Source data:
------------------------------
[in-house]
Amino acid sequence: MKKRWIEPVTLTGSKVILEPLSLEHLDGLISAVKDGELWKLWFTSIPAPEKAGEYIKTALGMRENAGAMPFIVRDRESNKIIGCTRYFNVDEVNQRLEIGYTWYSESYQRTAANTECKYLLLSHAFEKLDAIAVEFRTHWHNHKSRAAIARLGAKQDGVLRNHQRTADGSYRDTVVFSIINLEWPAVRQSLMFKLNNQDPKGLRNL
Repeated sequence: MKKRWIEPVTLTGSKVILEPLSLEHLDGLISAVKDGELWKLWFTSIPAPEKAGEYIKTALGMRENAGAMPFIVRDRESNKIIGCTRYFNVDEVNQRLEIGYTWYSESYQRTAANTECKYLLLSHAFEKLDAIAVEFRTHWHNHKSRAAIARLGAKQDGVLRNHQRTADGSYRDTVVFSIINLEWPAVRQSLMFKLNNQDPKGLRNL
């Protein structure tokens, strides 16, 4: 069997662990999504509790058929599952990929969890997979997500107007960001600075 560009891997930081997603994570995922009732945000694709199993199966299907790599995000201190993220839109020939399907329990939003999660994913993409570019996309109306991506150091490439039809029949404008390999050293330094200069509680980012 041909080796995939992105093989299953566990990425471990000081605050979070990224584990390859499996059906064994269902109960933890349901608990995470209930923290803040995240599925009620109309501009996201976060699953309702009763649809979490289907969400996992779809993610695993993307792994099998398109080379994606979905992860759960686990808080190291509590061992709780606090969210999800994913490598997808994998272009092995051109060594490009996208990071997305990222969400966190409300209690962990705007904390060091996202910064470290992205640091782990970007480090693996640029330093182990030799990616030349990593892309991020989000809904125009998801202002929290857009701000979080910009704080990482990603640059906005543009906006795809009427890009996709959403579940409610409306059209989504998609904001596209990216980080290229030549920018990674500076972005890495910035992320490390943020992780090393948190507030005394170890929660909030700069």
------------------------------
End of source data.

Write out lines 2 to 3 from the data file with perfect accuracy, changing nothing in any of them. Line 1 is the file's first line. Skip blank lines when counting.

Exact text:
Amino acid sequence: MKKRWIEPVTLTGSKVILEPLSLEHLDGLISAVKDGELWKLWFTSIPAPEKAGEYIKTALGMRENAGAMPFIVRDRESNKIIGCTRYFNVDEVNQRLEIGYTWYSESYQRTAANTECKYLLLSHAFEKLDAIAVEFRTHWHNHKSRAAIARLGAKQDGVLRNHQRTADGSYRDTVVFSIINLEWPAVRQSLMFKLNNQDPKGLRNL
Repeated sequence: MKKRWIEPVTLTGSKVILEPLSLEHLDGLISAVKDGELWKLWFTSIPAPEKAGEYIKTALGMRENAGAMPFIVRDRESNKIIGCTRYFNVDEVNQRLEIGYTWYSESYQRTAANTECKYLLLSHAFEKLDAIAVEFRTHWHNHKSRAAIARLGAKQDGVLRNHQRTADGSYRDTVVFSIINLEWPAVRQSLMFKLNNQDPKGLRNL